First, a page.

Challenging the Amount Due Why It Is Important to Challenge the Amount Due  In most, if not all, foreclosure cases, the servicer will try to speed up the process by filing a motion for summary judgment. A motion for summary judgment asks the court to decide the case based on the evidence submitted with the motion. If the court grants the motion, the question whether the servicer has the right to foreclose has been decided against you. Your house will be sold after the expiration of the the redemption period (the time in which you can save your house by tendering the entire amount due). If you defeat the motion for summary judgment, the servicer will have to prove its case in a trial. In my experience, servicers will be more reasonable about settling a case -- usually by giving a loan modification-- if they lose the motion for summary judgment. The court will deny the motion for summary judgment if there is a genuine issue of material fact (the exact language may differ depending upon what court you are in. The basic idea remains the same.) A dispute is "material" if it actually exists. A fact is "material" if the servicer is required to prove it. Servicers are required to prove the amount due. Since it has to prove the amount due, the servicer will attach the account history to its motion. When the foreclosure crisis first hit, servicers had trouble getting the account histories accepted because of problems with the hearsay rule. (The evidence submitted with the motion has to satisfy all of the evidence rules.) They still have some trouble, but they are getting better at defeating hearsay objections. Let's assume that the servicer can get past the hearsay problem. To defeat the motion for summary judgment, you have to prove a genuine issue of material fact. Mistakes in the account history are genuine issues of material fact. The illustrations in this section are all exhibits I prepared to demonstrate that there is a genuine issue of material fact. By the way, you do not have a hearsay problem when you introduce the account history because it is an "admission of a party opponent." Every thing you receive from the servicer, such as letters, is covered by this rule of evidence.
 MORTGAGE RIGHTS
 MORTGAGE RIGHTS
The site does not provide legal advice. Neither Susan LaCava nor her law firm, LaCava Law, S.C., represent you until there is a signed retainer agreement.
Challenging the Amount Due Why It Is Important to Challenge the Amount Due  In most, if not all, foreclosure cases, the servicer will try to speed up the process by filing a motion for summary judgment. A motion for summary judgment asks the court to decide the case based on the evidence submitted with the motion. If the court grants the motion, the question whether the servicer has the right to foreclose has been decided against you. Your house will be sold after the expiration of the the redemption period (the time in which you can save your house by tendering the entire amount due). If you defeat the motion for summary judgment, the servicer will have to prove its case in a trial. In my experience, servicers will be more reasonable about settling a case -- usually by giving a loan modification-- if they lose the motion for summary judgment. The court will deny the motion for summary judgment if there is a genuine issue of material fact (the exact language may differ depending upon what court you are in. The basic idea remains the same.) A dispute is "material" if it actually exists. A fact is "material" if the servicer is required to prove it. Servicers are required to prove the amount due. Since it has to prove the amount due, the servicer will attach the account history to its motion. When the foreclosure crisis first hit, servicers had trouble getting the account histories accepted because of problems with the hearsay rule. (The evidence submitted with the motion has to satisfy all of the evidence rules.) They still have some trouble, but they are getting better at defeating hearsay objections. Let's assume that the servicer can get past the hearsay problem. To defeat the motion for summary judgment, you have to prove a genuine issue of material fact. Mistakes in the account history are genuine issues of material fact. The illustrations in this section are all exhibits I prepared to demonstrate that there is a genuine issue of material fact. By the way, you do not have a hearsay problem when you introduce the account history because it is an "admission of a party opponent." Every thing you receive from the servicer, such as letters, is covered by this rule of evidence.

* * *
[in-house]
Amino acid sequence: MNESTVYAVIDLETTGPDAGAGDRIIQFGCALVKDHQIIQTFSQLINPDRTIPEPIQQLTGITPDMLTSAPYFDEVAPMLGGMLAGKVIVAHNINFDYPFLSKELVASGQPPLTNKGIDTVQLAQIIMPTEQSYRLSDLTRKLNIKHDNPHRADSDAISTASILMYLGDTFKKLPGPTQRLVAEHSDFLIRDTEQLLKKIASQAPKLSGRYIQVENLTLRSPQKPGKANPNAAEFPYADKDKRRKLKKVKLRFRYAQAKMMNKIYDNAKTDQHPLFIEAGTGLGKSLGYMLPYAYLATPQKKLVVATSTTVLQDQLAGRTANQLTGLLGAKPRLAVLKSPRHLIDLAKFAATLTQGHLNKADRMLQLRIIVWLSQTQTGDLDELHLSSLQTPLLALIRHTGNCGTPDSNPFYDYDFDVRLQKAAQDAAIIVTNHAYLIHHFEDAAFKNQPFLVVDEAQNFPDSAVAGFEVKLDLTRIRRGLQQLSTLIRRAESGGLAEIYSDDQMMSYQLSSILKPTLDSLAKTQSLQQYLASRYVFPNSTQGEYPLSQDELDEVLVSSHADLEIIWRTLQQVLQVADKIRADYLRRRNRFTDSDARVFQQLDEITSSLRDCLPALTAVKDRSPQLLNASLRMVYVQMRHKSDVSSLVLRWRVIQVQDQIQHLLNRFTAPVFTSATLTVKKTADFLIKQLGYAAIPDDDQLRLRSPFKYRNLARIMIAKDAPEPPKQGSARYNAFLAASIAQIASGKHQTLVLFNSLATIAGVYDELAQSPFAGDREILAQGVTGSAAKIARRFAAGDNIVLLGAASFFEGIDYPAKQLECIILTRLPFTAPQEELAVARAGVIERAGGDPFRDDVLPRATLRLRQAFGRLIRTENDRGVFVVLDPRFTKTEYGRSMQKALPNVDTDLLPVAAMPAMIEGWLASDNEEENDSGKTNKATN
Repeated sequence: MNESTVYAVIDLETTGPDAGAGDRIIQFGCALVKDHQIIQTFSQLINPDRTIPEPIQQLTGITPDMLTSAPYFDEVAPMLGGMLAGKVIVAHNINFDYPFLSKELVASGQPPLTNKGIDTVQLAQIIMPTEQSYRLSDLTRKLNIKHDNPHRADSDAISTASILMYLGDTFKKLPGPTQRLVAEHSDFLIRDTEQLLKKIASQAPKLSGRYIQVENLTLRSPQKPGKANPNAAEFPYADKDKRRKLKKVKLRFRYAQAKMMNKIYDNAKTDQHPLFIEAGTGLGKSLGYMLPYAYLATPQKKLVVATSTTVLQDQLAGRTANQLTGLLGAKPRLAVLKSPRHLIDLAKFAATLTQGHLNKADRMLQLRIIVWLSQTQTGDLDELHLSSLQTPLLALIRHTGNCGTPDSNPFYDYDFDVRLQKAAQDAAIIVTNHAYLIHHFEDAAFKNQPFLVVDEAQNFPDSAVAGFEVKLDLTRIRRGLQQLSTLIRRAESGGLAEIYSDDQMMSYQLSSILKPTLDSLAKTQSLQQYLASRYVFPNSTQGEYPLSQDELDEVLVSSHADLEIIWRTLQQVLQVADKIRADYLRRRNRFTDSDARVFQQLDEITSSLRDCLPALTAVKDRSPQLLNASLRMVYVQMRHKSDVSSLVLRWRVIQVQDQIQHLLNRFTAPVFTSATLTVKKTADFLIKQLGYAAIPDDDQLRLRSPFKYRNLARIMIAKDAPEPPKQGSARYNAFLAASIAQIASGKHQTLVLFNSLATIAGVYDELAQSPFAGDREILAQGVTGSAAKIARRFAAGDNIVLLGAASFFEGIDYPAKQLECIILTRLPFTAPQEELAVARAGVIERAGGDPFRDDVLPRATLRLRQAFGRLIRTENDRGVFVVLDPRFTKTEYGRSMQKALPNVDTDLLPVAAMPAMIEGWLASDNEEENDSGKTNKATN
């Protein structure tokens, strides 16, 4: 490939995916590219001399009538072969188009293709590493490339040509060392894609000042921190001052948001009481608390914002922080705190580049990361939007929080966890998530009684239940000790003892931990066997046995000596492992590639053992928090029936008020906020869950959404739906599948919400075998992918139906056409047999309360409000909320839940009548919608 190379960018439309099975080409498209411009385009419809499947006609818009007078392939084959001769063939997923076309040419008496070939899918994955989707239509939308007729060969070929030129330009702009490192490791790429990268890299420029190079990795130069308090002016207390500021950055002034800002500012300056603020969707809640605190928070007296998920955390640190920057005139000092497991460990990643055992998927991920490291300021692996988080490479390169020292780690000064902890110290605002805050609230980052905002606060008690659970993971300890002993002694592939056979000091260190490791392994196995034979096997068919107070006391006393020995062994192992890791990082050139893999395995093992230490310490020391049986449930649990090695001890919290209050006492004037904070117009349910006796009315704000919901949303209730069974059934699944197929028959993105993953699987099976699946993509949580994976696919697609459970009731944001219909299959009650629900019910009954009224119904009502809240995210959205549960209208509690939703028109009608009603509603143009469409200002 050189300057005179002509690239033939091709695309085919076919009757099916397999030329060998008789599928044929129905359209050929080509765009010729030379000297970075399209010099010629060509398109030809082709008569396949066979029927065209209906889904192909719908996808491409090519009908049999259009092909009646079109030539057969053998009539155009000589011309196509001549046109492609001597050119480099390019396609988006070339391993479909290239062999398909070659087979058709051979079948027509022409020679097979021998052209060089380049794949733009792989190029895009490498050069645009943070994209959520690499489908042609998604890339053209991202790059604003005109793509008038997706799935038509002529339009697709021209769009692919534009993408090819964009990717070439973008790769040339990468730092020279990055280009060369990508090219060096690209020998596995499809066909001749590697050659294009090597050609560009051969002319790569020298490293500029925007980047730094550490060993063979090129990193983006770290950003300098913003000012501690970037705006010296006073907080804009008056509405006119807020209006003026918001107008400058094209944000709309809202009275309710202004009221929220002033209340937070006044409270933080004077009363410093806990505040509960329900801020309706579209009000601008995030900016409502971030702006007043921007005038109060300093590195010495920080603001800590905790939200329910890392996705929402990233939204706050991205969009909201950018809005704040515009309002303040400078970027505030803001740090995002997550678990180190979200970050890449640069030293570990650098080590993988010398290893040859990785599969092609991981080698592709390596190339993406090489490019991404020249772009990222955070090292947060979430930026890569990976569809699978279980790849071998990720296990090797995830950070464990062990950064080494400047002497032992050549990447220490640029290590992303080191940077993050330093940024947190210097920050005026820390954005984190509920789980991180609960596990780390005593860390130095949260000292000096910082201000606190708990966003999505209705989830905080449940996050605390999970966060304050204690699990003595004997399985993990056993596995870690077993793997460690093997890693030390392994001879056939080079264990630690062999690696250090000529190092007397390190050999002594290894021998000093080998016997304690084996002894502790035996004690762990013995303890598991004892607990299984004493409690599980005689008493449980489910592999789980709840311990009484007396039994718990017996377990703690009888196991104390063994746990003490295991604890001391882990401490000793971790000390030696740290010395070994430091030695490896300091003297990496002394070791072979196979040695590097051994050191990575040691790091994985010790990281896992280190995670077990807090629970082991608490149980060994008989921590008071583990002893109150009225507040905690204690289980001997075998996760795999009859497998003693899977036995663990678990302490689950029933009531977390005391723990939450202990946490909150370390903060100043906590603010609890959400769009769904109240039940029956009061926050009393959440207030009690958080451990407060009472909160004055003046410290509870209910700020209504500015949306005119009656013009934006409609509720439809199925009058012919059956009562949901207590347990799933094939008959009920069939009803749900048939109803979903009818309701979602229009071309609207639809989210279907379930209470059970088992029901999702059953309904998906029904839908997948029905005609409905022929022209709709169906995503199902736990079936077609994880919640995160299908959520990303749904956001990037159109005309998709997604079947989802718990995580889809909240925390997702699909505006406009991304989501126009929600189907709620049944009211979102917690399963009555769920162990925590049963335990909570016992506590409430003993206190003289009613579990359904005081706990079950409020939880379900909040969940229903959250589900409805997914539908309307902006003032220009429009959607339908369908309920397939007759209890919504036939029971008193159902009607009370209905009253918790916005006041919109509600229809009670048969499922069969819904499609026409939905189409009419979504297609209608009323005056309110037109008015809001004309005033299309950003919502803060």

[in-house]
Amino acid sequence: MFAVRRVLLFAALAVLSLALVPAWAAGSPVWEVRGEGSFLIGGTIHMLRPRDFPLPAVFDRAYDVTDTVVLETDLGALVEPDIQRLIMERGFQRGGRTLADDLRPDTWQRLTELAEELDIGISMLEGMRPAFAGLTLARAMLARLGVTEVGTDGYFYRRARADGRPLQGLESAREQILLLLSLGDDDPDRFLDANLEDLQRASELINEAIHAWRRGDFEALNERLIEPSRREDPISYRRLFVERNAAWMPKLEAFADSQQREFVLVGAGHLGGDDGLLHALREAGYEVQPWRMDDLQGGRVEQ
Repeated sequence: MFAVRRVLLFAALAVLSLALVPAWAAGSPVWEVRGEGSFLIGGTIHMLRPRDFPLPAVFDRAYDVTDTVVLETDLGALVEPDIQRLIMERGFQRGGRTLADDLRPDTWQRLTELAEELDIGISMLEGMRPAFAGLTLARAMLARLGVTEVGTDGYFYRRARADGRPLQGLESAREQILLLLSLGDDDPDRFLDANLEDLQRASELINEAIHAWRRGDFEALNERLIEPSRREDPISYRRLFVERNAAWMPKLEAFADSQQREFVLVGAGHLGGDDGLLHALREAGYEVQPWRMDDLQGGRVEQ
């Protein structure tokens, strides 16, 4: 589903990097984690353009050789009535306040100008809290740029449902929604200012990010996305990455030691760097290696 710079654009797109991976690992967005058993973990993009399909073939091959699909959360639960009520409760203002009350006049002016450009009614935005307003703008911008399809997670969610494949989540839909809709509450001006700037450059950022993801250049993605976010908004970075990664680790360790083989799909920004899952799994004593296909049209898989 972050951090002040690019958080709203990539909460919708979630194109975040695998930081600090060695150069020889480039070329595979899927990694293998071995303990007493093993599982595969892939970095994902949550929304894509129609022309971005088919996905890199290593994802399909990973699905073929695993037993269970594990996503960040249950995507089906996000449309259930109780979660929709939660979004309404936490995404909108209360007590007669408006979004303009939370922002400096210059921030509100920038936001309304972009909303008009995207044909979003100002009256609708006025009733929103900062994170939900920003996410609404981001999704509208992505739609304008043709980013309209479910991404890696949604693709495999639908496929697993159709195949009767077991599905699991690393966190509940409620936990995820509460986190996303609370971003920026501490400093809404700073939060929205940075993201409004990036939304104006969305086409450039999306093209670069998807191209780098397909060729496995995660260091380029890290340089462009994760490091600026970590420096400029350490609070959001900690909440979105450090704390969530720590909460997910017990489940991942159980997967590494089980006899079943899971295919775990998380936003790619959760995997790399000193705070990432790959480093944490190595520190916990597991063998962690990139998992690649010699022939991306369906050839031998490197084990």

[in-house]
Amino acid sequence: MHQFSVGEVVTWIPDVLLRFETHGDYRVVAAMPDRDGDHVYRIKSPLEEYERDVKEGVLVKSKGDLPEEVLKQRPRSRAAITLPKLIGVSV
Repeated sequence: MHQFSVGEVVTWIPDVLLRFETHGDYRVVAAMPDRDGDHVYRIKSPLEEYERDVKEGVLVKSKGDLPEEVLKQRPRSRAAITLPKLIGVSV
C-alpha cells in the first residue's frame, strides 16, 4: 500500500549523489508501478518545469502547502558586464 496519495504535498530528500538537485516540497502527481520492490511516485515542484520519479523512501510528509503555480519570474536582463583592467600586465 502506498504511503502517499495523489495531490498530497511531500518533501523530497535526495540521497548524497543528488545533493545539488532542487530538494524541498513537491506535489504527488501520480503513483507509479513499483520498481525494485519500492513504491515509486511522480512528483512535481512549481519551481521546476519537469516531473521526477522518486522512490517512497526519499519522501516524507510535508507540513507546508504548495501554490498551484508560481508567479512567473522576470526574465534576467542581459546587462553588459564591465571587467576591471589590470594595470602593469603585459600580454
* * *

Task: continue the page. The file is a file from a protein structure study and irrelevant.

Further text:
MORTGAGE RIGHTS
The site does not provide legal advice. Neither Susan LaCava nor her law firm, LaCava Law, S.C., represent you until there is a signed retainer agreement.  MORTGAGE RIGHTS